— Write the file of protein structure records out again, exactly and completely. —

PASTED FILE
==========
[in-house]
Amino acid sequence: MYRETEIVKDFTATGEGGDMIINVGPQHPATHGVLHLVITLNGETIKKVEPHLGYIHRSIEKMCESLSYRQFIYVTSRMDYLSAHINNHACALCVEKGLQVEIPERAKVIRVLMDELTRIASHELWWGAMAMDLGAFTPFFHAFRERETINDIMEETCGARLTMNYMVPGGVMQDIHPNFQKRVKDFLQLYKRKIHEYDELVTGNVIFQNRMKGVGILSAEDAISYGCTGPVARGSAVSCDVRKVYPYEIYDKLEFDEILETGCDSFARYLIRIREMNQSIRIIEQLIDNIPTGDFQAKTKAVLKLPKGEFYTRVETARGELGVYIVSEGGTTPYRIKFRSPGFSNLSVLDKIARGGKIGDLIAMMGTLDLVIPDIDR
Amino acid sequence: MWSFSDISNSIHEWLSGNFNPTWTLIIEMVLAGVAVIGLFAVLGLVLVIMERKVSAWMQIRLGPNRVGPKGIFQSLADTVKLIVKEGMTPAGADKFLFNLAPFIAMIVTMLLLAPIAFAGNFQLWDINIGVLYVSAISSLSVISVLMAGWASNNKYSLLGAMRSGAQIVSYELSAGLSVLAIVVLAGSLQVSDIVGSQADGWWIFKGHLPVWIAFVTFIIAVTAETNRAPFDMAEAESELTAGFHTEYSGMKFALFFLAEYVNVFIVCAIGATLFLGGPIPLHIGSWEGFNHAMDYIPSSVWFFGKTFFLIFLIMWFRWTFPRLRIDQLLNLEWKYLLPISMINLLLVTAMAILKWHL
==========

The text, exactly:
[in-house]
Amino acid sequence: MYRETEIVKDFTATGEGGDMIINVGPQHPATHGVLHLVITLNGETIKKVEPHLGYIHRSIEKMCESLSYRQFIYVTSRMDYLSAHINNHACALCVEKGLQVEIPERAKVIRVLMDELTRIASHELWWGAMAMDLGAFTPFFHAFRERETINDIMEETCGARLTMNYMVPGGVMQDIHPNFQKRVKDFLQLYKRKIHEYDELVTGNVIFQNRMKGVGILSAEDAISYGCTGPVARGSAVSCDVRKVYPYEIYDKLEFDEILETGCDSFARYLIRIREMNQSIRIIEQLIDNIPTGDFQAKTKAVLKLPKGEFYTRVETARGELGVYIVSEGGTTPYRIKFRSPGFSNLSVLDKIARGGKIGDLIAMMGTLDLVIPDIDR
Amino acid sequence: MWSFSDISNSIHEWLSGNFNPTWTLIIEMVLAGVAVIGLFAVLGLVLVIMERKVSAWMQIRLGPNRVGPKGIFQSLADTVKLIVKEGMTPAGADKFLFNLAPFIAMIVTMLLLAPIAFAGNFQLWDINIGVLYVSAISSLSVISVLMAGWASNNKYSLLGAMRSGAQIVSYELSAGLSVLAIVVLAGSLQVSDIVGSQADGWWIFKGHLPVWIAFVTFIIAVTAETNRAPFDMAEAESELTAGFHTEYSGMKFALFFLAEYVNVFIVCAIGATLFLGGPIPLHIGSWEGFNHAMDYIPSSVWFFGKTFFLIFLIMWFRWTFPRLRIDQLLNLEWKYLLPISMINLLLVTAMAILKWHL